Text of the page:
Doctors use several systems to categorize how glaucoma progresses. Many doctors classify glaucoma as mild, moderate, or advanced. But some systems use a more detailed scale.

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Glaucoma is a condition characterized by damage to your optic nerve. It affects about 3 million people in the United States.

Glaucoma often doesn’t cause noticeable symptoms in the early stages. As the disease progresses, it may cause:

Experts have developed at least 20 glaucoma staging systems since the American Medical Association’s Glaucoma Staging System was created in 1958.

While no system is recognized as the gold standard, they all share some similarities. A higher stage correlates with more vision loss or structural damage to your optic nerve.

In this article, we look at some of the ways doctors stage glaucoma and how your stage affects your treatment.

Glaucoma is a progressive condition. Let’s look at how some of the staging systems measure this progression.

International Classification of Disease

The World Health Organization’s International Classification of Diseases is a widely accepted classification system for many medical conditions, including glaucoma.

In this classification system, doctors use a visual field test to divide your vision into three regions:

  • superior hemifield: the top half of your visual field
  • inferior hemifield: the lower half of your visual field
  • central 5 degrees: your central 5 degrees of vision

Glaucoma is staged from mild to advanced based on the results:

MildNo visual problem
ModerateProblems in either hemifield
AdvancedProblems in central 5 degrees or both hemifields

Hodapp-Parrish-Anderson method

The Hodapp-Parrish-Anderson method stages glaucoma based on two criteria:

  • the overall extent of damage using:
    • mean deviation, the degree of vision loss compared to the expected for your age
    • the number of areas of vision loss
  • the location of vision loss

This system divides glaucoma from early to severe based on these changes.

Mills system (GSS)

A 2006 paper by Richard Mills and others proposed a glaucoma staging system (GSS) developed from the Hodapp-Anderson-Parrish system. It’s one of the most common staging systems used in research, though not common in clinics.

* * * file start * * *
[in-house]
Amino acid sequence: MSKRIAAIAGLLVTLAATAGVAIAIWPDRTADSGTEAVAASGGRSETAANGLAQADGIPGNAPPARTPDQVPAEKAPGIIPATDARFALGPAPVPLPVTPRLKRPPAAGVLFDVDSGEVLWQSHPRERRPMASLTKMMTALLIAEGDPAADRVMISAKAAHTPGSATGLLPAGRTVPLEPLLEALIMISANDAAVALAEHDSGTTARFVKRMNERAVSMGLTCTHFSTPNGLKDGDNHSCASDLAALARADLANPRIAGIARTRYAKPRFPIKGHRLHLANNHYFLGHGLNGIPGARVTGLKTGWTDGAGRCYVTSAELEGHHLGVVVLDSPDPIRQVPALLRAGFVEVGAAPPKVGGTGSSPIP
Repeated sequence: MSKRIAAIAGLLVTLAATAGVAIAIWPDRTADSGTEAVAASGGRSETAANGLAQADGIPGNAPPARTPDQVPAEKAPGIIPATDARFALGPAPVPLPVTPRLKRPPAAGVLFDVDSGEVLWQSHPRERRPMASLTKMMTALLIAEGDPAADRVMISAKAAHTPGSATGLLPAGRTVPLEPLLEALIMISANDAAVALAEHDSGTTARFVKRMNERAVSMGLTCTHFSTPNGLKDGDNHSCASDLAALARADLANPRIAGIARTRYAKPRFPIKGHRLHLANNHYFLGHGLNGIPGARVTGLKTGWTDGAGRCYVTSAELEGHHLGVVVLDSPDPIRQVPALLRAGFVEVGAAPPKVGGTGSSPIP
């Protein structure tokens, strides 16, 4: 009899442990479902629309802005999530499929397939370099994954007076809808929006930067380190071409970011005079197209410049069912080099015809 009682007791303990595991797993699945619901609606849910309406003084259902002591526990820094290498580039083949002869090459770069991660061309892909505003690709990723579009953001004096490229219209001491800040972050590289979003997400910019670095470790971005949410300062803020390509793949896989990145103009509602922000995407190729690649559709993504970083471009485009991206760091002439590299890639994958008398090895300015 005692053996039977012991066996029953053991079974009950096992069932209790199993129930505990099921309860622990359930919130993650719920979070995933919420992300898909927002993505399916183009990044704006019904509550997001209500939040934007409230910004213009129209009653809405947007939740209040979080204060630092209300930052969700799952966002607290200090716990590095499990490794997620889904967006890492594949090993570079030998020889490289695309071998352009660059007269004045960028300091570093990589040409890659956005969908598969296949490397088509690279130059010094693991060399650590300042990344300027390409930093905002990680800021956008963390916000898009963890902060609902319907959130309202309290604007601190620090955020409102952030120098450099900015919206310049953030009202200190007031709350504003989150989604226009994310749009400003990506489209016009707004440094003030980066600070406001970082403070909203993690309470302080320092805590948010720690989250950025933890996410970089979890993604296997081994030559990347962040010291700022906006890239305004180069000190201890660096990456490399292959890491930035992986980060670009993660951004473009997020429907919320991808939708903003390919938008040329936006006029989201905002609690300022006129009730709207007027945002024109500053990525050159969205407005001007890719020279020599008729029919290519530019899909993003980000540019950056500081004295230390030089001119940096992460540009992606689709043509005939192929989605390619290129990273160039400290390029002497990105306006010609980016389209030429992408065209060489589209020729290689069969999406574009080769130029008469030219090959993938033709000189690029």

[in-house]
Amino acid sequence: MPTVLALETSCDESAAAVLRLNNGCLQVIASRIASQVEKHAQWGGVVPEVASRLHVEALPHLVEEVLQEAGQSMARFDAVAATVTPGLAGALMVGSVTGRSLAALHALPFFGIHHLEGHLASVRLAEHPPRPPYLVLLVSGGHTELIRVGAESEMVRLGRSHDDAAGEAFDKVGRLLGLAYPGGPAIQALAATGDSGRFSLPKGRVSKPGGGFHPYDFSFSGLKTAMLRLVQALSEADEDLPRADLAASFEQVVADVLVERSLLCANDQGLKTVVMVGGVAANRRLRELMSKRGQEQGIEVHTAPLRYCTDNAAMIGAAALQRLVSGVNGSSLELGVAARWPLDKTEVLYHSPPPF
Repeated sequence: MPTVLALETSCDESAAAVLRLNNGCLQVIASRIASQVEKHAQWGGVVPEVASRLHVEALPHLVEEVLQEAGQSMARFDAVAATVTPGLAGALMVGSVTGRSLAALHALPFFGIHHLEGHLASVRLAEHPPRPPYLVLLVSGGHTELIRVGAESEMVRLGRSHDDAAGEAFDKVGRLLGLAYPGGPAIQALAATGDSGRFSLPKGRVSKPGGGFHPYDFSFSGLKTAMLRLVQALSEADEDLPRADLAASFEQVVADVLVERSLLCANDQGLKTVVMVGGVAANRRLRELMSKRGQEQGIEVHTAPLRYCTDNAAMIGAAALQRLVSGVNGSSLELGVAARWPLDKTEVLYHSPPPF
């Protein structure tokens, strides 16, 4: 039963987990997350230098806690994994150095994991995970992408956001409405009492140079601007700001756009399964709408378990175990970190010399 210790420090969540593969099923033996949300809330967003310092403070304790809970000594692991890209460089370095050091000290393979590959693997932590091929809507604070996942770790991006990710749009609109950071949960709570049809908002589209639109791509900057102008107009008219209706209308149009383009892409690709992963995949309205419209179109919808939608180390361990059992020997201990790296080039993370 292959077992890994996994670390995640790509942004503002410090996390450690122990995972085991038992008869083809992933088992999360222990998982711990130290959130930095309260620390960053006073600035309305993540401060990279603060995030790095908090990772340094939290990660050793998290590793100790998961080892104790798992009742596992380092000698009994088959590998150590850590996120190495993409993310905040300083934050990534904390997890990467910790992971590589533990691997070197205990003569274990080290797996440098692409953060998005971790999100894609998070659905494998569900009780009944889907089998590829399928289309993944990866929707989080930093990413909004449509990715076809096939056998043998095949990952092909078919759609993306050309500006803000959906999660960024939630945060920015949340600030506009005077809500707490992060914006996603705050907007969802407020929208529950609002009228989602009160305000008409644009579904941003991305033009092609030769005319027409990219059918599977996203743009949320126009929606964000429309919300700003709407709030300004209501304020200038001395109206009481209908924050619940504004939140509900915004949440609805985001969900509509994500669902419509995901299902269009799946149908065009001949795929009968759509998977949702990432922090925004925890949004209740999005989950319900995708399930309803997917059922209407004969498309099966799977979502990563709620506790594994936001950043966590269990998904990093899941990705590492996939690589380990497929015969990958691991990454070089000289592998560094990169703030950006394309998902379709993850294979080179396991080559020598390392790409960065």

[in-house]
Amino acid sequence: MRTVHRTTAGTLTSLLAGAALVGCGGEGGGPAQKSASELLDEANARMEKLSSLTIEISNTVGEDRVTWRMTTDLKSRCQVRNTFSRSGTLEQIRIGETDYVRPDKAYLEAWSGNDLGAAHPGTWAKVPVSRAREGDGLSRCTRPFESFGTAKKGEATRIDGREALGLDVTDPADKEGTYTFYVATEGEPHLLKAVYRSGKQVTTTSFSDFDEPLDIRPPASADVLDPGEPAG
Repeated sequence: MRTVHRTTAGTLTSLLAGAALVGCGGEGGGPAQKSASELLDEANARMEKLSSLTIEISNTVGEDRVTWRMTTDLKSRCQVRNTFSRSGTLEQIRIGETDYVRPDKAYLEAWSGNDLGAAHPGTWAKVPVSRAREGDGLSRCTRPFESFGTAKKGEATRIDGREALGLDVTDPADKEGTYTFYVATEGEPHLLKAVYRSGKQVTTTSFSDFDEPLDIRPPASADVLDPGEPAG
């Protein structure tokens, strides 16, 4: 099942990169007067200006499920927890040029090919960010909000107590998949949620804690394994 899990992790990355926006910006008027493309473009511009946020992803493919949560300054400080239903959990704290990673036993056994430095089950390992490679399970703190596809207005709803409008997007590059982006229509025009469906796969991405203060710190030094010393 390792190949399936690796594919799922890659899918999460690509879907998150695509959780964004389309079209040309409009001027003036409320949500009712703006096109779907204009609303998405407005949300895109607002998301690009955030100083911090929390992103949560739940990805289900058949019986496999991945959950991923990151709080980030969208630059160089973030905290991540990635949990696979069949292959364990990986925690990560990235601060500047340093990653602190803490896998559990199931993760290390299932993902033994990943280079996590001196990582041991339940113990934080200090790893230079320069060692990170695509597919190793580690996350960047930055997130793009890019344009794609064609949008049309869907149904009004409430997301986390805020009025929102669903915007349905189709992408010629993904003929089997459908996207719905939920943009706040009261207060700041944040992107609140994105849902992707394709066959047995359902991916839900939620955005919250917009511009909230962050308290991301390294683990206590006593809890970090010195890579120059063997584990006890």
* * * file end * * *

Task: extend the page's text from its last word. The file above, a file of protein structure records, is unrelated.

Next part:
It classifies glaucoma stages from stage 0 to stage 5.

0High pressure in your eye but no signs of visual loss
1Early glaucoma
2Moderate glaucoma
3Advanced glaucoma
4Severe glaucoma
5End stage, no vision in worst eye

Enhanced glaucoma staging system (GSS-2)

Later in 2006, the GSS-2 was developed from the GSS. It classifies glaucoma from stage 0 to stage 5 based on the results of a visual field test. It considers your degree of vision loss and the pattern of your vision loss.

Global glaucoma system (GGSS)

In a 2021 study, researchers introduced a new glaucoma staging system called GGSS. This system was developed based on the results of 350 cases of glaucoma. It considers:

  • the degree of damage to the retinal tissue surrounding your optic nerve
  • the degree of vision loss measured with visual field testing

GGSS divides glaucoma into:

  • normal
  • borderline
  • early damage
  • moderate damage
  • advanced damage
  • terminal damage

What does glaucoma staging mean for me?

Glaucoma is a progressive condition that can lead to complete vision loss if not managed properly. No matter what staging system your doctor uses, a higher stage correlates with a higher degree of vision loss or structural damage.

Your doctor can help you interpret what your glaucoma stage means and advise on steps to take minimize future vision loss. Many people never have noticeable vision loss if they effectively manage their glaucoma.

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With early detection and treatment, glaucoma doesn’t cause most people’s vision to change quickly enough to cause noticeable vision loss. It can take many years to decades for glaucoma to cause blindness.

About 3–17% of people are at risk of visual problems, even with treatment. People diagnosed at a young age are at a particular risk.

Doctors treat glaucoma primarily by lowering the pressure in your eye. The best treatment depends on the type and severity of your glaucoma. At this time, treatment aims to minimize future vision loss but can’t reverse damage.

If you have advanced glaucoma, your doctor may want to be more aggressive with your treatment. The primary treatment options include:

  • medications to lower eye pressure
  • laser treatment to help fluid drain
  • surgery

Symptoms of end-stage glaucoma

Advanced glaucoma may cause symptoms such as:

People with angle-closure glaucoma, a rare subtype, may also experience:

  • intense eye pain
  • tenderness around your eyes
  • seeing halos around lights
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Most people with glaucoma can maintain their vision with treatment or regular monitoring. About 10% of people have vision loss even with treatment.

Doctors stage glaucoma to help guide treatment decisions and predict its outlook. Experts have developed many staging systems for glaucoma but have yet to accept one as the gold standard.

In every glaucoma system, a higher stage represents a higher degree of vision loss or structural damage. Your eye doctor can help you determine your stage’s meaning and how to prevent vision loss best.